For optimal distortion behavior both the + and the - inputs of FET op amps should see the same impedance values. The 1.5k and 2.0k resistors minimize adverse effects of the existing imbalance of source impedances. While the - inputs see constant source impedances of 20Ohm, the + inputs see the RIAA network impedance varying between 1.5kOhm and 17Ohm across the audio band. Thus the impedance ratio is between 60 and 0.7 (see plot of impedance ratios). With the resistors added, the impedance ratio is between 1.5 and 0.75 from 20Hz and 20kHz.

    The balanced design doubles the maximum voltage swing compared to a single ended op amp design and ensures an absolutely constant load of the power supply, independent from heavy bass notes or transients.

    The Lundahl LL7902’s seem to be the right choice as suitable output transformers. They combine very high level capacity (+28dbU at 50Hz) with low copper resistance (see data sheet). Primary and secondary windings are separated by electrostatic shields. Depending on the winding connections, impedances can be transformed 1:1, 4:1 or 16:1. Figure 2a and 2b show the prototype of the output stage.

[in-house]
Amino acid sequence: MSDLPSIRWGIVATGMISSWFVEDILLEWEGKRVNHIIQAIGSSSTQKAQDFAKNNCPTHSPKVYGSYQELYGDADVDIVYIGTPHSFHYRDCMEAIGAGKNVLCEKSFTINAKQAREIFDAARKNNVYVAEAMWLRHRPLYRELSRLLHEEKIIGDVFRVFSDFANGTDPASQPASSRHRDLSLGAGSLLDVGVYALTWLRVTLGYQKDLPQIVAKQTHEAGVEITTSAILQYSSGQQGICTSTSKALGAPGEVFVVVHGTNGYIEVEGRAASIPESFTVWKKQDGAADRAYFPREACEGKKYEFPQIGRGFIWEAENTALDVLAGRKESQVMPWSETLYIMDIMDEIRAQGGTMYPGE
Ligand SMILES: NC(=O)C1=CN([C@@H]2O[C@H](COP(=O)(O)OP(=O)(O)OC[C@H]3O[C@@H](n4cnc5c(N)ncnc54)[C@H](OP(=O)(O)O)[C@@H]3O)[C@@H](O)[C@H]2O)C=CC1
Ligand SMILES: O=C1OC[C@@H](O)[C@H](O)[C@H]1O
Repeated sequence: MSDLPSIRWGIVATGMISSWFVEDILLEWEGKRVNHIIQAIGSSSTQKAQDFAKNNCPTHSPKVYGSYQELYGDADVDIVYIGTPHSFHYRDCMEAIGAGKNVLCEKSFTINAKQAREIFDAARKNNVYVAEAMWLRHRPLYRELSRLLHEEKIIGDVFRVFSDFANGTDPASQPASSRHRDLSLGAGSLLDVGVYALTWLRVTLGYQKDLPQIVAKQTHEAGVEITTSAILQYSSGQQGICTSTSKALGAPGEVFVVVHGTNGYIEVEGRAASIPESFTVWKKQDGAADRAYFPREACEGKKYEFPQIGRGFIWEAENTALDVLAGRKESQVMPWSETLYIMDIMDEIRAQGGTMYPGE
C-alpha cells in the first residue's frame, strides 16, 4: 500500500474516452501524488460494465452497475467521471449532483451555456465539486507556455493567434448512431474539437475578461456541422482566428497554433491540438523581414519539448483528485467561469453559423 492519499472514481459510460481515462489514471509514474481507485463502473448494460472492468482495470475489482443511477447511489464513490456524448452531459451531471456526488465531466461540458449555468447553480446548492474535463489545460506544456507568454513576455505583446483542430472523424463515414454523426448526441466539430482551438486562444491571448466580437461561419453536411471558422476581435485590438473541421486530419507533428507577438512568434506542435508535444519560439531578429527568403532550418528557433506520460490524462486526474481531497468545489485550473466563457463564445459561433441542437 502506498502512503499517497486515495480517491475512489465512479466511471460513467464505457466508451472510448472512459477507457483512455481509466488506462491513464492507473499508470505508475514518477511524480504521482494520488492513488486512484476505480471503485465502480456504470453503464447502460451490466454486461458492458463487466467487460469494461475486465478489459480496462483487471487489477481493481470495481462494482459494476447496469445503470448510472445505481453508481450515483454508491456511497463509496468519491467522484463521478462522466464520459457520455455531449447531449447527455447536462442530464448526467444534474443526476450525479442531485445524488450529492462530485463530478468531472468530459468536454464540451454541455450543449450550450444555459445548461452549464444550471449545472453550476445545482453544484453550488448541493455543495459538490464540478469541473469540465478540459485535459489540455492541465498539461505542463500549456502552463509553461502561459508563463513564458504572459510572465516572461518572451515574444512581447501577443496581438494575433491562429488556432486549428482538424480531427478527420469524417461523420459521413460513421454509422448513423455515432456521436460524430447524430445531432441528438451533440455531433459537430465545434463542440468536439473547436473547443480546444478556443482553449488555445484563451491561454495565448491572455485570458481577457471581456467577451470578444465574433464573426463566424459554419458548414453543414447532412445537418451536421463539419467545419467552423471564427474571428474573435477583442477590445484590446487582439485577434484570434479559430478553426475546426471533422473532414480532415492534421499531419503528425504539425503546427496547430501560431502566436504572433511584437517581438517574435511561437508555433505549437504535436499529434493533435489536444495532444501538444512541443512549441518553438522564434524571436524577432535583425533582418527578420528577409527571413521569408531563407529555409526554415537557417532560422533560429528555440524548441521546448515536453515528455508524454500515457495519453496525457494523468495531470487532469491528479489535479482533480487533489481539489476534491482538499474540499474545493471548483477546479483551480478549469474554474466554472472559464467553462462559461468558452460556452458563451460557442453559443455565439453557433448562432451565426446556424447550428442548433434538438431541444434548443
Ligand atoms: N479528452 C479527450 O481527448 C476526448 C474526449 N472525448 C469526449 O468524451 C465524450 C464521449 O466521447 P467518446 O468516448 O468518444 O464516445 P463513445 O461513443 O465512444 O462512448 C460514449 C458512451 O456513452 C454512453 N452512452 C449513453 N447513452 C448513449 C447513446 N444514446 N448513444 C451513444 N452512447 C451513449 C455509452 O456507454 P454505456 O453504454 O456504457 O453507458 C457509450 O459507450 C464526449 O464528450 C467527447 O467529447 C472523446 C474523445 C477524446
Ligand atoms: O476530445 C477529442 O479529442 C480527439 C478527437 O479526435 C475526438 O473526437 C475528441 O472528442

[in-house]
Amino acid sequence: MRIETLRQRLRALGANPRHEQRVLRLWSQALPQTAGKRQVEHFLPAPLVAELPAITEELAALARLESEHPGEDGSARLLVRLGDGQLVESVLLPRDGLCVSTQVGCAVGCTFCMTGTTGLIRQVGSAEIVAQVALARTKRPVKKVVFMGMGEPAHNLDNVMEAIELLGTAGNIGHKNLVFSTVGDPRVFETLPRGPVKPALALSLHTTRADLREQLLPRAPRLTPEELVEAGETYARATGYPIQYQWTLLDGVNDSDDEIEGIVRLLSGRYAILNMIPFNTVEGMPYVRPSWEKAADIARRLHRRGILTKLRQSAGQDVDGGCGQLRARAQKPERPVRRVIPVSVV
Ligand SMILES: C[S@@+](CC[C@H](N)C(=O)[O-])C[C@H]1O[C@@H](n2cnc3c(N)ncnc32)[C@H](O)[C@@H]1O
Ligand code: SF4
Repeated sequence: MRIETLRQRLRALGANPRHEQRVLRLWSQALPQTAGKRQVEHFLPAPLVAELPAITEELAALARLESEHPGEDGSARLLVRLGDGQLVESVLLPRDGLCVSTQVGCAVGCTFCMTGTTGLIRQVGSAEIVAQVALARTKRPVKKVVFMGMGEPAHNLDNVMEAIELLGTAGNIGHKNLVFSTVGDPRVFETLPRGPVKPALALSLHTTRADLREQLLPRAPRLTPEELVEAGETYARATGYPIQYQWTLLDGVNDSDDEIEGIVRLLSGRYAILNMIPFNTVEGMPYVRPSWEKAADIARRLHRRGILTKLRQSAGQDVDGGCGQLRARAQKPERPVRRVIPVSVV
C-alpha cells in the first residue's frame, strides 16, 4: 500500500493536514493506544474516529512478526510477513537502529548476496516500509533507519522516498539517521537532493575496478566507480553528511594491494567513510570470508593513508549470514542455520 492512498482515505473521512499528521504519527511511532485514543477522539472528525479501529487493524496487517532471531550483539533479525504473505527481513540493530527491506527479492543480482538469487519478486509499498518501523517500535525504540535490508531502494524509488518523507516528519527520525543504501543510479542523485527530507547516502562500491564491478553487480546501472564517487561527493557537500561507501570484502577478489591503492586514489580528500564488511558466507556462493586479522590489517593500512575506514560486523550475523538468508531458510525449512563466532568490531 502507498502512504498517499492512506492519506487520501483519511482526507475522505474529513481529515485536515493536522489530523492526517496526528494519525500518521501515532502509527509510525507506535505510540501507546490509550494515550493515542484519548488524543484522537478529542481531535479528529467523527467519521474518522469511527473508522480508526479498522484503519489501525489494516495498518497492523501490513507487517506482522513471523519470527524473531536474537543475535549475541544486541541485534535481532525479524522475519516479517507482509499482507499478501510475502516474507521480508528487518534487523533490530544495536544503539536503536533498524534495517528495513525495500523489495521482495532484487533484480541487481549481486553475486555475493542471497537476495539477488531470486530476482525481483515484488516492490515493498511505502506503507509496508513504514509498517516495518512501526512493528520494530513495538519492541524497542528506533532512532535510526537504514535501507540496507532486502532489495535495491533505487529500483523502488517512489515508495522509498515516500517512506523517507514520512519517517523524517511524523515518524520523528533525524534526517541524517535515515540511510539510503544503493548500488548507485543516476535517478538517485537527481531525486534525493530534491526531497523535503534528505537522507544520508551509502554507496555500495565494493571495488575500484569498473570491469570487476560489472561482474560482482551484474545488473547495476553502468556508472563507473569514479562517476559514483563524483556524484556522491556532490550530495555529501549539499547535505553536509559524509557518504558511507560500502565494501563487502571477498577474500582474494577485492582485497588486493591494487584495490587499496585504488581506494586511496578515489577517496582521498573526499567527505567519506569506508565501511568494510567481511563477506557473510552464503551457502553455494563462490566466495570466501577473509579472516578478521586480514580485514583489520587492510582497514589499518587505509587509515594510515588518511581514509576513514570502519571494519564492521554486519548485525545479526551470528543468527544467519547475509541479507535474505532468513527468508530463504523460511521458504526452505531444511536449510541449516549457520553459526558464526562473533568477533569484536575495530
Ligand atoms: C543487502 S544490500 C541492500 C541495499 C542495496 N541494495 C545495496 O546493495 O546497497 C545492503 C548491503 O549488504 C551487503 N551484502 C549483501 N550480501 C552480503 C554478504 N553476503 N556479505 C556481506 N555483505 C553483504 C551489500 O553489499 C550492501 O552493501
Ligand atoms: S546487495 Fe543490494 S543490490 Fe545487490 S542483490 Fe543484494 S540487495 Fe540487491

Fig.2a: Prototype of output stage with LL7902


    Fig2b: Short feedback loop of the OPA603

    With idle currents of 20mA of the bridged OPA603 and step down transformation as shown in the schematic, the output stage will run in pure class A mode at almost all loads and signal levels.

    The output impedance is 20Ohm between 10Hz and 20kHz. Above 20kHz the impedance increases to 80Ohm at 100kHz (see plot of output impedances).

    Figure 3 shows the frequency response of the output stage. The -6db point of the OPA627/603 compound at 54 db gain is beyond 2MHz. After the 4:1 step down transformation with the Lundahl LL7902 the frequency response is still flat up to 200kHz. The -6db point is around 1MHz. Hence the paradigm of a bandwidth one decade beyond the audio range is fully ensured.


    Fig.3: Gain versus frequency plot of the composite op amp without and with output transformer.

    The 39Ohm resistors at the outputs provide load isolation. The open loop impedance of the OPA603 is not zero. Thus complex loads may cause phase lag or delay of a signal from the output node and hence the feed back signal also suffers the delay. This may cause instability. A remedy is a series resistor added between the output node and the load to isolate the effect of load capacitance. The value was derived by trial and error for best square wave response in combination with the output transformer and the 220Ohm / 30nF combination (see Figure 4a and 4b).